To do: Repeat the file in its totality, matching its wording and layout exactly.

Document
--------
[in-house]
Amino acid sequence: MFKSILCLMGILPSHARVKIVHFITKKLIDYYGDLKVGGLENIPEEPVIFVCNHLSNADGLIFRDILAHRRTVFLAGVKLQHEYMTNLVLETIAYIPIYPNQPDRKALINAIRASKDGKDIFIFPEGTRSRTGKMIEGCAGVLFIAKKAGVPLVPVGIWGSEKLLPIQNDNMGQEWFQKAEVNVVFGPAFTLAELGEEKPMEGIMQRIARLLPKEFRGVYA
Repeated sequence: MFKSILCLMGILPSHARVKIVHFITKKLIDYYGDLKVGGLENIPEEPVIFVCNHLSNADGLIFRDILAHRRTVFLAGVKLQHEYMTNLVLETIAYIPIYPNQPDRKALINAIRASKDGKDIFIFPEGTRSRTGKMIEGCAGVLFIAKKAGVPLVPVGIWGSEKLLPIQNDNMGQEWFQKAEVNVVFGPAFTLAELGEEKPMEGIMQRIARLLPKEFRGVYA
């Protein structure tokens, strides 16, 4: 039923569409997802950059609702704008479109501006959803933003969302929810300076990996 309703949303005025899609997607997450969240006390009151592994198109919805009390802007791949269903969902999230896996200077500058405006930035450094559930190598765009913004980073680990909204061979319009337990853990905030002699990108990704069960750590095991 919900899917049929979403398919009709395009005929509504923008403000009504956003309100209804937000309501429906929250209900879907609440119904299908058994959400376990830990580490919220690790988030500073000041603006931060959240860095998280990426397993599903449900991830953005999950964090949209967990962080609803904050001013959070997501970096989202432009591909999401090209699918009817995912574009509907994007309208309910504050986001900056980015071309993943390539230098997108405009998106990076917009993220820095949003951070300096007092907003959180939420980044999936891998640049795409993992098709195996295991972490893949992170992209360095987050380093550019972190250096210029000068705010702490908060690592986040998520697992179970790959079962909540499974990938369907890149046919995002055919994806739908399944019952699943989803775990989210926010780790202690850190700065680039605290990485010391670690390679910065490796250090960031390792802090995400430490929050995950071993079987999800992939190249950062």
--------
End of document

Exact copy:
[in-house]
Amino acid sequence: MFKSILCLMGILPSHARVKIVHFITKKLIDYYGDLKVGGLENIPEEPVIFVCNHLSNADGLIFRDILAHRRTVFLAGVKLQHEYMTNLVLETIAYIPIYPNQPDRKALINAIRASKDGKDIFIFPEGTRSRTGKMIEGCAGVLFIAKKAGVPLVPVGIWGSEKLLPIQNDNMGQEWFQKAEVNVVFGPAFTLAELGEEKPMEGIMQRIARLLPKEFRGVYA
Repeated sequence: MFKSILCLMGILPSHARVKIVHFITKKLIDYYGDLKVGGLENIPEEPVIFVCNHLSNADGLIFRDILAHRRTVFLAGVKLQHEYMTNLVLETIAYIPIYPNQPDRKALINAIRASKDGKDIFIFPEGTRSRTGKMIEGCAGVLFIAKKAGVPLVPVGIWGSEKLLPIQNDNMGQEWFQKAEVNVVFGPAFTLAELGEEKPMEGIMQRIARLLPKEFRGVYA
């Protein structure tokens, strides 16, 4: 039923569409997802950059609702704008479109501006959803933003969302929810300076990996 309703949303005025899609997607997450969240006390009151592994198109919805009390802007791949269903969902999230896996200077500058405006930035450094559930190598765009913004980073680990909204061979319009337990853990905030002699990108990704069960750590095991 919900899917049929979403398919009709395009005929509504923008403000009504956003309100209804937000309501429906929250209900879907609440119904299908058994959400376990830990580490919220690790988030500073000041603006931060959240860095998280990426397993599903449900991830953005999950964090949209967990962080609803904050001013959070997501970096989202432009591909999401090209699918009817995912574009509907994007309208309910504050986001900056980015071309993943390539230098997108405009998106990076917009993220820095949003951070300096007092907003959180939420980044999936891998640049795409993992098709195996295991972490893949992170992209360095987050380093550019972190250096210029000068705010702490908060690592986040998520697992179970790959079962909540499974990938369907890149046919995002055919994806739908399944019952699943989803775990989210926010780790202690850190700065680039605290990485010391670690390679910065490796250090960031390792802090995400430490929050995950071993079987999800992939190249950062």